Many consultants build teams but find that they can’t quite separate from their business. We all know that we’re supposed to work “on the business” instead of “in the business” a la Michael Gerber’s E-Myth, but for some reason you can’t quite get all the way out.

You can’t trust someone to manage client accounts. Or, you can’t trust another developer to develop the application in line with your vision and standards.

Maybe, you have tried to hire somebody and you wasted months and thousands of dollars before determining that it just wouldn’t work.  So now you’re stuck.

You have to take care of it because only you can get it right.

The challenge of getting out of the business is the largest obstacle you face. Every hour you spend in your business, you’re essentially idling because no one else can move it forward.  It’s a huge tax on your momentum, like dragging an anchor behind you as you trudge towards your goals.

If you’re like a lot of people I’ve talked to, you think the solution is somewhere outside of the business. If you could just get your SaaS product on its feet it would replace some of the revenue you need for overhead. If you had better clients or were in a better market you would have more money to hire an “A” player who could take on the work that you currently do.

This is all true. If your situation was better, things would be easier. However, you are where you are. This isn’t a platitude, this is just acknowledging the reality of your situation. If you want to level up as an entrepreneur, you’re going to have to figure out how to make things work with the tools at hand.

I had this conversation with some small consultancy owners this week over lunch. I can sympathize- I’ve had all these thoughts. However, I’ve also had a lot of success in meeting this challenge. Though my background is as a developer, I haven’t opened up my IDE to code since I can’t remember when (a year and a half maybe?)  My client interaction is limited to a couple of emails a week and the occasional sales call. I’m in the office 3 days (and I’m working to lower it to 2.)  If I wanted to, I could take two weeks off without notice and nothing would change.

My friends felt like they could not hire for various positions.  I asked them what they felt like they did best in the business, what they enjoyed the most, and where they provided the most value. It turns out that these are the same positions that they felt like they couldn’t hire for. They had bookkeepers, developers, designers, and project managers but one position where they were still doing much of the work.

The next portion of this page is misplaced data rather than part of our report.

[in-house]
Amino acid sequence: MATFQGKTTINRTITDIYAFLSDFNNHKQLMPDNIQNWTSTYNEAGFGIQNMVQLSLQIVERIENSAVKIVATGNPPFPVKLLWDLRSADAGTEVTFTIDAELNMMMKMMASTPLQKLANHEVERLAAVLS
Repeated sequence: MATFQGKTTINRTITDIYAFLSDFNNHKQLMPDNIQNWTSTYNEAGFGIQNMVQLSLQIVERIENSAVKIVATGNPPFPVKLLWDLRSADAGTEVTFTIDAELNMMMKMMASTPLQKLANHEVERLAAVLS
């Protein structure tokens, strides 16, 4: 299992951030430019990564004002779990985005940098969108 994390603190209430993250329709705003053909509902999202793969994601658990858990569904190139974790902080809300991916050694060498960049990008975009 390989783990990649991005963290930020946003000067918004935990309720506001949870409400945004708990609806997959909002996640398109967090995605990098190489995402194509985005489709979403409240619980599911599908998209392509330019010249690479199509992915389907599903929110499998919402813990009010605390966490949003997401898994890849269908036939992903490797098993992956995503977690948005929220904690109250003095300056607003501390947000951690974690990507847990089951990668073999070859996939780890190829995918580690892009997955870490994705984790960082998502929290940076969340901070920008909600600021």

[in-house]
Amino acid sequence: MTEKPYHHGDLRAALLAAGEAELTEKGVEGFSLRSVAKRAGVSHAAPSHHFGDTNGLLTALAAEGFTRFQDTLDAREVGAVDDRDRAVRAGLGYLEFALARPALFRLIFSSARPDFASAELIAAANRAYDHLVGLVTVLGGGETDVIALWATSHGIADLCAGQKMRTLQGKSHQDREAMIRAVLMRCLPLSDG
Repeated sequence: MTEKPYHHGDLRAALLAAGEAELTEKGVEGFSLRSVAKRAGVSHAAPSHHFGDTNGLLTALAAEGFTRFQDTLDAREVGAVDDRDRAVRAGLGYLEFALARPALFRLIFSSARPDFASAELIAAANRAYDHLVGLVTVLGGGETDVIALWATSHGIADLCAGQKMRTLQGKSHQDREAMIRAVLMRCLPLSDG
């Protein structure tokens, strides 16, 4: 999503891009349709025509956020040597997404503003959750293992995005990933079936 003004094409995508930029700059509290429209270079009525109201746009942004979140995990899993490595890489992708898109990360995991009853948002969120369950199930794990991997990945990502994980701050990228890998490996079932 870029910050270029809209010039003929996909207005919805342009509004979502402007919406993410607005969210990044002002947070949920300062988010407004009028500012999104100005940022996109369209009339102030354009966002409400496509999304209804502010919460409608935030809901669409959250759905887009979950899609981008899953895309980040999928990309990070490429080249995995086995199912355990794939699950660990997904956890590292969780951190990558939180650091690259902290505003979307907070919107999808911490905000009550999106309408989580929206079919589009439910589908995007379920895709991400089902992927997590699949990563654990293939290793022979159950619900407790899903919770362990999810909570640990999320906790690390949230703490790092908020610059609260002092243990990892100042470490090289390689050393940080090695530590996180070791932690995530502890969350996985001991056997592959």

These are the positions that are essential to hire for. They’re also the hardest to hire for because of your attachment to the work.

So what do you do?

  1. Decide whether you want to be an entrepreneur more or a consultant more. You know best what is going to make you happy, but if the answer is consultant, than you will never get out of the business. By definition, a consultant is essential to the value being provided. The most important obstacle for a consultant is not getting out of the business, but figuring out the market and problem domain that provides maximum value to them. If you “own” a small consultancy that requires you to participate in it, whatever team you build simply provides you greater leverage- which is still very valuable.
  2. If the answer is entrepreneur, hire someone to fill the position you currently spend most of your time doing.  (It’s fine if you own a consultancy, just as long as you aim to really own it and not work in it as a consultant.)

I know what you’re thinking: “But, but…” Insert excuse. But you can’t afford someone good. But how do you hire for x? But what if it doesn’t work out? But you don’t have a revenue to support x. But someone would have to know this extremely hard to understand domain.

They’re not going to do as good as a job as you do.  They’ll be a host of other problems that come with it.

I have an answer for you: But so what? What’s the alternative? Are you going to get you where you want to go by building your client’s businesses instead of your own?

Boo! Answering questions with questions.

Let me tell you how I ended up hiring our first employee:  I was sick of how things were going and decided that either I was going to find someone to take over development or go out of business trying to make it work. A few years later, I came to the same decision with hiring a project manager when I was overloaded with emails and communication. Why did I have this mentality? I knew I was an entrepreneur and entrepreneurs don’t work in businesses, they build assets. If I couldn’t replace myself, I didn’t have and never had a business, just a very demanding job. It was better to crash and burn in that scenario than to limp along in purgatory.

If you never overcome this obstacle it will slow you down with every step.  No new tool, marketing tactic, or client will make a meaningful difference.  If you want progress, let go of the anchor and find a way to hire yourself out of the business.